The first rain for months comes too late, 
too late for five lost in traffic in Paradise. 
In Paradise where the Red Sea roiled, 
roiled across the parched terrain and hushed 
and hushed the nightmare noise. 

Door to door the felon went and testified 
and testified. And whosoever believed in time 
in time was spared. And as his comrades wailed close behind, a red, 
red angel appeared and bade him hide, 
hide three feet inside a stream and wait 
and wait, the sinnerman said. 

No exit out of Paradise where power lines fell, 
fell on traffic, which inched as it swelled, 
swelled like propane tanks that blew up their gasses, 
blew up their gasses into the slow stampede, the escape derailed, 
escape derailed. No exit out of Paradise where car carcasses, 
carcasses were singed white and black, charred colorless. 
Charred. Colorless. No way out on Skyway or Pearson. No way. No. Nearly nothing passes. 

“To raze heaven is easy. To cement a haven, 
a haven—that is hard,” said a man soon forgotten, 
forgotten as quiet prophets are. Until one’s words are made relevant, 
relevant as the fire that skulks on while some sycophant invokes an 11th commandment, 
commandment to shield the higher power, 
higher powered—the private utility—from earthly ire. 

This though the numbers still trickle in, 
trickle in the way hope peaks and fades: the first five, 
five then the leap to 42, 63, 82, 87, 87, 
87, 88. Blame, like these losses, a leak in the sunroom that drips, 
drips, drips a broken waltz. 

And, finally, a break of blue (some irony): an uncle, hale, 
hale and accounted for in Helltown. O, mother. 
Mother-in-law spotted where feathers fall, 
fall like rain prayed for and an angel reborn. 



This poem is written in a chain format that becomes increasingly rigid in its rhyme scheme to attempt to capture what I imagine must have been a feeling of entrapment. 

Although the official death toll from the Paradise Camp Fire is 85, at times it was reported that there were as many as 88 deaths. This poem was written in large part while trying to keep track of the many deaths, but specific anecdotes were culled from the stories of survivors, including that of Greg Woodcox.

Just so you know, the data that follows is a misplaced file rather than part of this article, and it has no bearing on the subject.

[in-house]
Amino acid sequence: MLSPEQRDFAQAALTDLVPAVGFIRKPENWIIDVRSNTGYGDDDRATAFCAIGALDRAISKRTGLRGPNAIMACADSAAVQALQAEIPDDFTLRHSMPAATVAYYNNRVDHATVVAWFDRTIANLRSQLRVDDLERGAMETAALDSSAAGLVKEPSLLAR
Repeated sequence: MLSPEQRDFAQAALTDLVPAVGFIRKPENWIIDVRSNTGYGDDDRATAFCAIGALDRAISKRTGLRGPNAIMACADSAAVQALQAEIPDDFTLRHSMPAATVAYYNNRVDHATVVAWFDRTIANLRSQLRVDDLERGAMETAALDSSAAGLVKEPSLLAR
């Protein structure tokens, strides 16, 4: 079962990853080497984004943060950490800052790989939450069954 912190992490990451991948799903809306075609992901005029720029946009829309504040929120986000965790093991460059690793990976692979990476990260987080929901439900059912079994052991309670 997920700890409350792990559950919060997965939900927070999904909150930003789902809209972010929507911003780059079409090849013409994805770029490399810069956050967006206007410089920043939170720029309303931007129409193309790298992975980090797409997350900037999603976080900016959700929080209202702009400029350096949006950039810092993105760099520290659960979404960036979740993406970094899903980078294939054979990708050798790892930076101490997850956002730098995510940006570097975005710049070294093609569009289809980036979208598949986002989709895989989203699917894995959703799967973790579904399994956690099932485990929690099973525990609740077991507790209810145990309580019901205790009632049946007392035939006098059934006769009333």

I chose not to change the death toll in the poem from 88 to 85 after learning that there are actually many deaths related to the fire that are not part of the official death toll—deaths which were not directly attributed to the fire but which it is highly unlikely would have occurred had the fire not happened. People who died as a result of complications related to smoke inhalation or who were in fragile but stable health and suffered internal injuries as a result of difficult evacuations (for example, being disconnected from medical devices) are not included in the official death toll (of 85 lives lost), especially if they died after the fire. According to The Mercury News’ article “Camp Fire Official Tally is 85 Deaths, but We Found 50 More” by Camille Von Kaenel, the families of these more than 50 victims are struggling to receive support, compensation from Pacific Gas & Electric (the electricity and gas provider that investigators determined was responsible for the fire), and public recognition of what happened to their loved ones. This poem is for those who were counted and those who were not.